NASCAR's 10-race playoff idea makes no sense
by Stan Creekmore, NASCAR Editor

December 29, 2003

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No matter how the proposal is packaged, this writer still canít find the logic in holding a ten-race post season in the midst of a 36-race regular season.

The current NASCAR point system has always been about chance, about not putting too much distance between first and second or first and fifth or fifth and tenth. Everyone always felt that no matter what happened in any one particular race, a team and their driver always had a chance to make it up in the next race.

Should NASCAR adopt a system that prevents a driver and a team from pushing hard over the final ten events to win a coveted 10th place position? I think not. Racing isnít supposed to be just about who takes the checkered flag first. Racing is about a team effort that never gives up. Locking in the top-ten with ten races remaining is a death knell to the efforts of those outside the top ten. Where, beyond the dollar differences paid to each position, is the incentive to perform?

No, the NASCAR points system isnít broken and it certainly doesnít need changing for the sake of change.

While a move to a playoff system might sound good for television, it would hardly help sell tickets. It takes 43 drivers to fill the stands. Yes, the majority of the seats are holding butts wearing the clothing of the top-ten; however, maximum profits come by filling all the seats, not just the majority.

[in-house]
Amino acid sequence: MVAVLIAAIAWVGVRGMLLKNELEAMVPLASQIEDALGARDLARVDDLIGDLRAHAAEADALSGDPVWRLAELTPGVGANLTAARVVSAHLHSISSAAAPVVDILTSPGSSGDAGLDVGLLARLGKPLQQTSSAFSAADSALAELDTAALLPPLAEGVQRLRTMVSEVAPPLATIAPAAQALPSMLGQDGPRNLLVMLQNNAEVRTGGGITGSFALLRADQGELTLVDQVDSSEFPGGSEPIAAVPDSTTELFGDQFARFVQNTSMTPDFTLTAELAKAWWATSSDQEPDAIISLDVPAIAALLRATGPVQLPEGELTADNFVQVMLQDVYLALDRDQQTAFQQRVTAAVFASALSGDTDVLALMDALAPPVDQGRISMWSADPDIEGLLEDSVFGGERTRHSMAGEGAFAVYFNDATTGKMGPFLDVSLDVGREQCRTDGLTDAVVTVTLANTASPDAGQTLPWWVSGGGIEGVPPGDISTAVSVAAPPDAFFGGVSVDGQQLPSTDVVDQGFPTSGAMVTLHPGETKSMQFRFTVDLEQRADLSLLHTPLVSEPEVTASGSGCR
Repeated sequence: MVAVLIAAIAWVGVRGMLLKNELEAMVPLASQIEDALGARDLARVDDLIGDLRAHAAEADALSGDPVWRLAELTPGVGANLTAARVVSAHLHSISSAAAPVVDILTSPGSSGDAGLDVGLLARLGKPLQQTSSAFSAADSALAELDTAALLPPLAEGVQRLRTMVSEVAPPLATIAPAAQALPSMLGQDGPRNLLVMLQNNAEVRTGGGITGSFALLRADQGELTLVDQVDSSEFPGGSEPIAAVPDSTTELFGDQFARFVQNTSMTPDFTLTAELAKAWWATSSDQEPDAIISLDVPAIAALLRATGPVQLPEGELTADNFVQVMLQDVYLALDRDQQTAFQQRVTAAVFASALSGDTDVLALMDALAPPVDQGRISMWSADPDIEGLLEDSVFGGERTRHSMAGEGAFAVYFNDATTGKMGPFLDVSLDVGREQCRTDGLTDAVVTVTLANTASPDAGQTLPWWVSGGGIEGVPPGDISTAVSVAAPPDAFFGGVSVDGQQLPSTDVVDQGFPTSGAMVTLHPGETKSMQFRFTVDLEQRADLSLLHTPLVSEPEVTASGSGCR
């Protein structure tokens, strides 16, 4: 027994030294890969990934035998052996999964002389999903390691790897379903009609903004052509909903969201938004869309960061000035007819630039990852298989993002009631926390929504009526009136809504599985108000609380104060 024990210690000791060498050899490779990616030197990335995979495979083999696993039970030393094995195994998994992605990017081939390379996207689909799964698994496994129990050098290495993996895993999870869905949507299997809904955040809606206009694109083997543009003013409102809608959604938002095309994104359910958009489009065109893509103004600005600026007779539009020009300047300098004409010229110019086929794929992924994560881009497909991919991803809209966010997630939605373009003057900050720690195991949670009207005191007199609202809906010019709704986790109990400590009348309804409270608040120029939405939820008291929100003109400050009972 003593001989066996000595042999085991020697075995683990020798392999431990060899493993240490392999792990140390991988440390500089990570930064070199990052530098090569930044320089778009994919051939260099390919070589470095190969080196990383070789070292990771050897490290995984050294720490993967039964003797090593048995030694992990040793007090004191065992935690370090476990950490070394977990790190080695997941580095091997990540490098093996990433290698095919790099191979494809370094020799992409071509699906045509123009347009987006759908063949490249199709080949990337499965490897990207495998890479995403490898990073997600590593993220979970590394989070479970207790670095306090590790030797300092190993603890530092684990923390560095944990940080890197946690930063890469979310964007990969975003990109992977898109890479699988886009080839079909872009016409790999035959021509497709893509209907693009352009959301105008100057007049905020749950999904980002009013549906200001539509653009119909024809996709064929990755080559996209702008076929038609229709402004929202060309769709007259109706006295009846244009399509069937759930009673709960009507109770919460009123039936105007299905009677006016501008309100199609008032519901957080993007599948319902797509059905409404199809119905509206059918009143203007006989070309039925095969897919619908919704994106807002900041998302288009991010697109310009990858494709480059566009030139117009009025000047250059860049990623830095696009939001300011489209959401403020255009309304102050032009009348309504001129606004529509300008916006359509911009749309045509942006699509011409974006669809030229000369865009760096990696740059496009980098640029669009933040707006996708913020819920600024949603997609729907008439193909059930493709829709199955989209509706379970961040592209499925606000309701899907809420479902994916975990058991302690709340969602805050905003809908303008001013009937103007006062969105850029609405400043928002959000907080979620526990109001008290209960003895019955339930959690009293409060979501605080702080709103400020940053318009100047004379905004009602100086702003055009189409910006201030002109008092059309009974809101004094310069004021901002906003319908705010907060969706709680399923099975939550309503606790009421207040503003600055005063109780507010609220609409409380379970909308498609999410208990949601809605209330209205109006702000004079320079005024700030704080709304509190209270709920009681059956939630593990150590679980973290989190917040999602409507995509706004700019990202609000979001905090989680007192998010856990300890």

Why are we even talking about changing the point system? Is it because there is nothing else nearly as important on the agenda? I doubt that.

Weíre all aflutter about changing the point system because Matt Kenseth put together a year of consistent finishes that simply left his competition in the dust. The more consistent Kenseth ran, the harder his competition tried and the more mistakes they made. Kenseth didnít beat the competition to the checkered flag, with the exception of the one win at Las Vegas in March. What Kenseth did was stay on the track while his competition hit walls, blew engines and made mistakes in the pits.

Quite simply, Kenseth and crew chief Robbie Reiser found the formula that worked in 2003, which is not to say the same formula will work in 2004.

The rules are changing in 2004, with or without a change in the point system. Changes in body shapes, spoiler heights and tire compounds that should put the driver back in control of the racecar; changes which have already proven successful in the NASCAR Busch Series and the NASCAR Craftsman Truck Series.

With all of the changes planned for 2004, changing the point system on top of it all could be destructive to the popularity of the sport. When a race team falls behind the first thing they start doing is making all kinds of changes, despite the knowledge that changing too many things at one time means youíre less likely to know what worked and what didnít work.

It might be nice for NASCAR to wait a year before changing the point system, just to make sure the changes already announced are all that is needed to provide a tight points race in 2004.

The author can be contacted stanc@autoracing1.com

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